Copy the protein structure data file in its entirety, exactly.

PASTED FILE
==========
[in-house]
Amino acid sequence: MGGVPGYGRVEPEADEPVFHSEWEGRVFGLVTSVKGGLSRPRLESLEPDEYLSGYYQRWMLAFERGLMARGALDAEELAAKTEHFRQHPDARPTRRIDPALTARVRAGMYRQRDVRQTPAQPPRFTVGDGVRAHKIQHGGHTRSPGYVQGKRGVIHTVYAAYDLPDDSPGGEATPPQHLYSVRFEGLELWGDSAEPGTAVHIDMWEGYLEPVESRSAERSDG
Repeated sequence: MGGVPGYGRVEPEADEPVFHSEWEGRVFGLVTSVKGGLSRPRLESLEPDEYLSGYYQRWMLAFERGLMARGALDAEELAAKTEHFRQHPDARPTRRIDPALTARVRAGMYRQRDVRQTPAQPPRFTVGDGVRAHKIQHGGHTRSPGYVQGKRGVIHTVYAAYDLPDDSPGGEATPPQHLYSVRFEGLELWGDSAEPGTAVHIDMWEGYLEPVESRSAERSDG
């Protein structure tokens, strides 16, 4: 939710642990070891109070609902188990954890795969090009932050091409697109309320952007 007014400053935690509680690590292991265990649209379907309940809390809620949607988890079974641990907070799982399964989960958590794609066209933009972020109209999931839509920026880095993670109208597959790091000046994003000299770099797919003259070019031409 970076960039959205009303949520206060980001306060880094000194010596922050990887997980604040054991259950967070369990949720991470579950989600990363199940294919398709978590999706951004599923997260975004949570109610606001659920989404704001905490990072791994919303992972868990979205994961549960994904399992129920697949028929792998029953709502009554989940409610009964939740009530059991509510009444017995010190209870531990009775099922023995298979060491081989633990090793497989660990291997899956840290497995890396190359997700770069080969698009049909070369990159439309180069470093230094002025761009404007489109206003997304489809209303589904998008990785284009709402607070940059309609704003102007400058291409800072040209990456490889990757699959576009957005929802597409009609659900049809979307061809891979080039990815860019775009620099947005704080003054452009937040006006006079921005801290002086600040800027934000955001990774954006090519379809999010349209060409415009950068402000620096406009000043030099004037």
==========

[in-house]
Amino acid sequence: MGGVPGYGRVEPEADEPVFHSEWEGRVFGLVTSVKGGLSRPRLESLEPDEYLSGYYQRWMLAFERGLMARGALDAEELAAKTEHFRQHPDARPTRRIDPALTARVRAGMYRQRDVRQTPAQPPRFTVGDGVRAHKIQHGGHTRSPGYVQGKRGVIHTVYAAYDLPDDSPGGEATPPQHLYSVRFEGLELWGDSAEPGTAVHIDMWEGYLEPVESRSAERSDG
Repeated sequence: MGGVPGYGRVEPEADEPVFHSEWEGRVFGLVTSVKGGLSRPRLESLEPDEYLSGYYQRWMLAFERGLMARGALDAEELAAKTEHFRQHPDARPTRRIDPALTARVRAGMYRQRDVRQTPAQPPRFTVGDGVRAHKIQHGGHTRSPGYVQGKRGVIHTVYAAYDLPDDSPGGEATPPQHLYSVRFEGLELWGDSAEPGTAVHIDMWEGYLEPVESRSAERSDG
């Protein structure tokens, strides 16, 4: 939710642990070891109070609902188990954890795969090009932050091409697109309320952007 007014400053935690509680690590292991265990649209379907309940809390809620949607988890079974641990907070799982399964989960958590794609066209933009972020109209999931839509920026880095993670109208597959790091000046994003000299770099797919003259070019031409 970076960039959205009303949520206060980001306060880094000194010596922050990887997980604040054991259950967070369990949720991470579950989600990363199940294919398709978590999706951004599923997260975004949570109610606001659920989404704001905490990072791994919303992972868990979205994961549960994904399992129920697949028929792998029953709502009554989940409610009964939740009530059991509510009444017995010190209870531990009775099922023995298979060491081989633990090793497989660990291997899956840290497995890396190359997700770069080969698009049909070369990159439309180069470093230094002025761009404007489109206003997304489809209303589904998008990785284009709402607070940059309609704003102007400058291409800072040209990456490889990757699959576009957005929802597409009609659900049809979307061809891979080039990815860019775009620099947005704080003054452009937040006006006079921005801290002086600040800027934000955001990774954006090519379809999010349209060409415009950068402000620096406009000043030099004037």